‘Go beyond your insular world and lose your unconscious bias’


5 Jun 2018409 Views

Share on FacebookTweet about this on TwitterShare on LinkedInShare on Google+Pin on PinterestShare on RedditEmail this to someone

Susan McPherson. Image: McPherson Strategies

Share on FacebookTweet about this on TwitterShare on LinkedInShare on Google+Pin on PinterestShare on RedditEmail this to someone

Entrepreneur, investor and Inspirefest 2018 speaker Susan McPherson has some words of wisdom for those embarking on their start-up journey.

Susan McPherson is founder and CEO at McPherson Strategies, a communications consultancy focusing on the intersection between brands and social good. It offers storytelling, partnership creation and visibility to corporations, NGOs and social enterprises.

A serial connector, angel investor and corporate responsibility expert, McPherson has more than 25 years of experience in marketing, public relations and sustainability communications. She is an accomplished public speaker and a regular contributor to Harvard Business Review, Fast Company and Forbes.

McPherson will be speaking at Inspirefest 2018 later this month as part of the ‘Lessons in Leadership: The Art of Telling Your Story’ talks.

Describe your role and what you do.

I run a consultancy that focuses on helping companies and non-profit organisations develop compelling social impact communications, marketing campaigns and partnerships. This involves making connections, message creation, writing, speaking, problem-solving and solution-building. I lead a team of brilliant strategists and consider myself beyond fortunate.

In your opinion, which areas of science and technology hold the greatest scope for opportunities?

Any science and technology that will lead to lifting people out of poverty, providing people with jobs (and therefore dignity) and helping improve healthcare access worldwide will lead to the greatest opportunities for the future.

Are good entrepreneurs born or can they be made?

I definitely think they can be made.

What are the qualities of a good founder?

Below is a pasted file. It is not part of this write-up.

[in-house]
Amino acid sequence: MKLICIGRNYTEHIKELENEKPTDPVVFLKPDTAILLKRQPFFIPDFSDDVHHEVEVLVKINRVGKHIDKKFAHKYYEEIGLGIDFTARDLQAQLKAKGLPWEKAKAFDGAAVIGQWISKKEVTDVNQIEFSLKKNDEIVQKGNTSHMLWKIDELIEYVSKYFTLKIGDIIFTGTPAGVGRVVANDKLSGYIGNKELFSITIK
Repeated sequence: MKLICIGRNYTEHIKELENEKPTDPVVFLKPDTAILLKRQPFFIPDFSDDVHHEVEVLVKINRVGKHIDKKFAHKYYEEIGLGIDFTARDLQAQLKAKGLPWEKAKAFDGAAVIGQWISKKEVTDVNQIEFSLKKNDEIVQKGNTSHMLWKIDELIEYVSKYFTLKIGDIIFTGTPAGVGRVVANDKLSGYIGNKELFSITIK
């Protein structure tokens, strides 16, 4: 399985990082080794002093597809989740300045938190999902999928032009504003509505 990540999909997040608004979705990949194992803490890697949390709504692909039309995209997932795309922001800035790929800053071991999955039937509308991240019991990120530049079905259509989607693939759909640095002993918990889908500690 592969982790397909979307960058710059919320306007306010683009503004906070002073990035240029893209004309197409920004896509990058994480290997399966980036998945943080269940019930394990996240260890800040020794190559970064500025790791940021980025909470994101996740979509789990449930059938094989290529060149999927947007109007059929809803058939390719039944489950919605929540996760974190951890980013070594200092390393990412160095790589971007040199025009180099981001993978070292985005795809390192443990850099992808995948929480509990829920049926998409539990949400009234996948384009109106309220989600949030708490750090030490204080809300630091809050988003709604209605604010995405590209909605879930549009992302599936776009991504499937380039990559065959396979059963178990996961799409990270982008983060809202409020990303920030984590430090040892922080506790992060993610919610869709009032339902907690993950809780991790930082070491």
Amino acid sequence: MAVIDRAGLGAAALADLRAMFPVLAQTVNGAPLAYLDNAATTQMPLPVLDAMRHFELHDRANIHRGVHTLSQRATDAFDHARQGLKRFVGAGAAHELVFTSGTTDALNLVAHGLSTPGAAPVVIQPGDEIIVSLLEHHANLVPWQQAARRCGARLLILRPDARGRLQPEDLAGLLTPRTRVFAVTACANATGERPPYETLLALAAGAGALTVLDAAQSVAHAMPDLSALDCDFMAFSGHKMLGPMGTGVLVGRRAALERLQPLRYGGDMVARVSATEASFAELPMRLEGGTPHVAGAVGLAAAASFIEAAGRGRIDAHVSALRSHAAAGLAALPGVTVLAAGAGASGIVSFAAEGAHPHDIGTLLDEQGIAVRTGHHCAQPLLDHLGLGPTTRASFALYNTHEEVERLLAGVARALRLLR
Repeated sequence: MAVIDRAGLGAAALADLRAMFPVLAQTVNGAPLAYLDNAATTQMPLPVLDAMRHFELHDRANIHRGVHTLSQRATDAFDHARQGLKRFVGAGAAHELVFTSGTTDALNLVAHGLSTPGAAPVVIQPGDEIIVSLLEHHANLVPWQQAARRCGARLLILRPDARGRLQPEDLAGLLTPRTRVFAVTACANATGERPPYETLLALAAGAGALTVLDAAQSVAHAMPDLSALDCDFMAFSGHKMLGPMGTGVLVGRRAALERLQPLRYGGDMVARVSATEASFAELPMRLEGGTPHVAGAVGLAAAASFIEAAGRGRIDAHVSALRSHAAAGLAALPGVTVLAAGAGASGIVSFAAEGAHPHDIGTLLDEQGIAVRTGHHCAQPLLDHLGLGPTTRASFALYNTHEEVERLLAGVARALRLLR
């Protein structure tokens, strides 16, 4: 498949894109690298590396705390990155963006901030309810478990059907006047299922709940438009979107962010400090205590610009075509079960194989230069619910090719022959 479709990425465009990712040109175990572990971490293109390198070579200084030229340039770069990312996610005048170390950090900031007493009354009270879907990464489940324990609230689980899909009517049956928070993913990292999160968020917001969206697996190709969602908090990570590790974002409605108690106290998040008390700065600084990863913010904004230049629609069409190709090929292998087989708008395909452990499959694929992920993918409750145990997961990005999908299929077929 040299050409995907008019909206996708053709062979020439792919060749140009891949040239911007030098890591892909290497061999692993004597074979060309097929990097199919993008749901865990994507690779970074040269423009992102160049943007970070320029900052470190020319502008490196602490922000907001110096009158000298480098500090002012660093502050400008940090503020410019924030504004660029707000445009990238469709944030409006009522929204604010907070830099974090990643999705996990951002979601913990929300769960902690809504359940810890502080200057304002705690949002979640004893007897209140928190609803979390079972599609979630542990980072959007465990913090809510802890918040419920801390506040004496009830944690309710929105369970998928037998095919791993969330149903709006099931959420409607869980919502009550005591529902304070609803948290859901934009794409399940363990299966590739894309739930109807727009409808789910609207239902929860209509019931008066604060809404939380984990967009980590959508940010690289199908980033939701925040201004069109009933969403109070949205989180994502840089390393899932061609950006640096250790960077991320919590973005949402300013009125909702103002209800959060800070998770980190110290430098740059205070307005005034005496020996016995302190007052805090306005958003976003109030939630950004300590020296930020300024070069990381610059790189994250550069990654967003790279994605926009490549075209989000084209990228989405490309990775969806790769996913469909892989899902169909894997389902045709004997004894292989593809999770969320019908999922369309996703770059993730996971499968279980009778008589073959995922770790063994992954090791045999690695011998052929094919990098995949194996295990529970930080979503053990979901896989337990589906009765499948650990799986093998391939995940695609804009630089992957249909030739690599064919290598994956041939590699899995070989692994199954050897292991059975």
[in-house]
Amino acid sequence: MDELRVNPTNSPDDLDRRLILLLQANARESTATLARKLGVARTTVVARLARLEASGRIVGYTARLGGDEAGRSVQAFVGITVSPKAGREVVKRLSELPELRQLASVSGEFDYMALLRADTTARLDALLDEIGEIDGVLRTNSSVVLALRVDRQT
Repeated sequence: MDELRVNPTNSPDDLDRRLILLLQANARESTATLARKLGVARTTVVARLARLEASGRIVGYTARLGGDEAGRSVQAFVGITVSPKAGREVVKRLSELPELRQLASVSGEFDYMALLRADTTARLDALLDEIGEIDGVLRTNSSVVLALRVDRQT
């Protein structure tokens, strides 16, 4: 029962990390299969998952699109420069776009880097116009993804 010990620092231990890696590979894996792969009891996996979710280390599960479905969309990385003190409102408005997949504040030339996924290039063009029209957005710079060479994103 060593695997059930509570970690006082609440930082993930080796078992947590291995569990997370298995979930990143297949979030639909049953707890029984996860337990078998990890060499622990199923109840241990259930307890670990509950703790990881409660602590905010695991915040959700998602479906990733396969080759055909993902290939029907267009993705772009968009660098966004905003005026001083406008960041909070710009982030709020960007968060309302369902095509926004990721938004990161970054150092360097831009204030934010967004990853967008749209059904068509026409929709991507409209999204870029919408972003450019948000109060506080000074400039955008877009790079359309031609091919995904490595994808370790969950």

Someone who listens more than they speak and is intellectually curious, energetic and optimistic.

What does a successful entrepreneur need to do every day?

Thank all those who are helping them both professionally and personally.

What resources and tools are an absolute must for your arsenal?

Smart people, a connected network, strategic use of social media such as Twitter and LinkedIn and, most importantly, the ability to listen and respond with kindness and consideration.

How do you assemble a good team?

Go beyond your insular world to find them. Lose your unconscious bias. The more diverse, the better. Also, pay attention more to people’s strengths than their weaknesses; build teams based on those strengths rather than focusing on the skills people don’t have.

What is the critical ingredient to start-up success?

A plan.

What are the biggest mistakes that founders make?

Skimping on hiring. It’s important to bring the best people you possibly can on board. Think of your people as the foundation under the home you are building.

Who is your business hero and why?

So many to list. I am extremely impressed with Whitney Wolfe Herd, founder and CEO of the dating app Bumble. She paved her own path forward and even walked away from a $450m buyout of Match Group to remain independent. That takes immense bravery and guts.

I would also say Ellen Pao, an investor and activist who co-founded the diversity consulting non-profit organisation Project Include. She was previously a partner at Kapor Capital and the chief diversity and inclusion officer at the Kapor Center for Social Impact and now is focusing on getting more inclusion of women and people of colour in the venture capital industry.

Kathryn Finney is another one fighting the good fight for those who need a voice. She is the founder of Digitalundivided (DID), a social enterprise that takes an innovative approach to economic empowerment by encouraging women of colour to own their economic security through entrepreneurship.

And one more, Carolyn Everson, who, as the VP of global sales at Facebook, shows that you can be a powerful executive and still treat everyone with the utmost respect, kindness and dignity. She’s also in the midst of travelling around the world non-stop and helped launch a business-leading initiative pushing for common sense gun laws last year following several of the school shooting tragedies.

Whats the number-one piece of advice you have for entrepreneurs?

Surround yourself with people who are successful at all the skills you lack, and treat them with the utmost compassion and respect.

Susan McPherson will be speaking at Inspirefest, Silicon Republic’s international event connecting sci-tech professionals passionate about the future of STEM. Get your tickets now to join us in Dublin on 21 and 22 June 2018.

Want stories like this and more direct to your inbox? Sign up for Tech Trends, Silicon Republic’s weekly digest of need-to-know tech news.